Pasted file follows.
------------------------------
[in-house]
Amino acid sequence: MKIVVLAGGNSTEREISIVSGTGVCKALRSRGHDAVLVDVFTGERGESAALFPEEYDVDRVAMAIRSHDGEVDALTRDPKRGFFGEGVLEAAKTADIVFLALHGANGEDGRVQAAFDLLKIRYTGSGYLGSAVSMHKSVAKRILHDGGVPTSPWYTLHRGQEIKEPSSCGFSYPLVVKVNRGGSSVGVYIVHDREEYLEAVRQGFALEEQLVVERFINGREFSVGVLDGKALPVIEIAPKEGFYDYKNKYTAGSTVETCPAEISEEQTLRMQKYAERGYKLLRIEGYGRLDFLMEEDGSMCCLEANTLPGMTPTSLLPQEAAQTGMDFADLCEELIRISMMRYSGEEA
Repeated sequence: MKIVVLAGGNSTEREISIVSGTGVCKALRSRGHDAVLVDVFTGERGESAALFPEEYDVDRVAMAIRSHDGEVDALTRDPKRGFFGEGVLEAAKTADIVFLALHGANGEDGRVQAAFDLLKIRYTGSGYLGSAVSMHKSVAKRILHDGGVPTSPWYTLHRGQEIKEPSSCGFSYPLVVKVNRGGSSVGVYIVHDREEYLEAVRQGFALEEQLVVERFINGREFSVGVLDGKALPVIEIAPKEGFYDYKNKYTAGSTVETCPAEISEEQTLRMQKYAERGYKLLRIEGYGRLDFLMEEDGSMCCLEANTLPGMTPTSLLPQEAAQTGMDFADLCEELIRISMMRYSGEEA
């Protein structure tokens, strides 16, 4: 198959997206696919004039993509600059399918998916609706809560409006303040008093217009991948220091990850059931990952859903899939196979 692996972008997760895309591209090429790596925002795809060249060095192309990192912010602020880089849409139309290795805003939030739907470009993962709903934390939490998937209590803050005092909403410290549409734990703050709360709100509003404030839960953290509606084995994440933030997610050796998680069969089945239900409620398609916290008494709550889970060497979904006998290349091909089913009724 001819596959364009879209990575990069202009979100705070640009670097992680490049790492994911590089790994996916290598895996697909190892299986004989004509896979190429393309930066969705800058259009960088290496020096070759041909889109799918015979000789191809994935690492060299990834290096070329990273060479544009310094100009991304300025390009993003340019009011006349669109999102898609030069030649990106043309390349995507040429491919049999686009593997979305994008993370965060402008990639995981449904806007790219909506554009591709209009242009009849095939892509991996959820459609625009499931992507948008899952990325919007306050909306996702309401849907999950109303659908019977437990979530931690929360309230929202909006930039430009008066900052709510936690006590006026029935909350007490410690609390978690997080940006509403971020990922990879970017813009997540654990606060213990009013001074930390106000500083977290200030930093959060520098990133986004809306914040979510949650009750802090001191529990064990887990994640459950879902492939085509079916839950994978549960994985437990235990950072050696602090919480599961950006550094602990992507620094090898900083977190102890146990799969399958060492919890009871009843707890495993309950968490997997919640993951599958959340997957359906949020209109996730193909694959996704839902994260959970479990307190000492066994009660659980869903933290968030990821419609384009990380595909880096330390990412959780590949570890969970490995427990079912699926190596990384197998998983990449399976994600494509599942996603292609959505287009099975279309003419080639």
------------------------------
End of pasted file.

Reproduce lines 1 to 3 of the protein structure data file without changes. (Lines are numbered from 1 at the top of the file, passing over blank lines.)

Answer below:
[in-house]
Amino acid sequence: MKIVVLAGGNSTEREISIVSGTGVCKALRSRGHDAVLVDVFTGERGESAALFPEEYDVDRVAMAIRSHDGEVDALTRDPKRGFFGEGVLEAAKTADIVFLALHGANGEDGRVQAAFDLLKIRYTGSGYLGSAVSMHKSVAKRILHDGGVPTSPWYTLHRGQEIKEPSSCGFSYPLVVKVNRGGSSVGVYIVHDREEYLEAVRQGFALEEQLVVERFINGREFSVGVLDGKALPVIEIAPKEGFYDYKNKYTAGSTVETCPAEISEEQTLRMQKYAERGYKLLRIEGYGRLDFLMEEDGSMCCLEANTLPGMTPTSLLPQEAAQTGMDFADLCEELIRISMMRYSGEEA
Repeated sequence: MKIVVLAGGNSTEREISIVSGTGVCKALRSRGHDAVLVDVFTGERGESAALFPEEYDVDRVAMAIRSHDGEVDALTRDPKRGFFGEGVLEAAKTADIVFLALHGANGEDGRVQAAFDLLKIRYTGSGYLGSAVSMHKSVAKRILHDGGVPTSPWYTLHRGQEIKEPSSCGFSYPLVVKVNRGGSSVGVYIVHDREEYLEAVRQGFALEEQLVVERFINGREFSVGVLDGKALPVIEIAPKEGFYDYKNKYTAGSTVETCPAEISEEQTLRMQKYAERGYKLLRIEGYGRLDFLMEEDGSMCCLEANTLPGMTPTSLLPQEAAQTGMDFADLCEELIRISMMRYSGEEA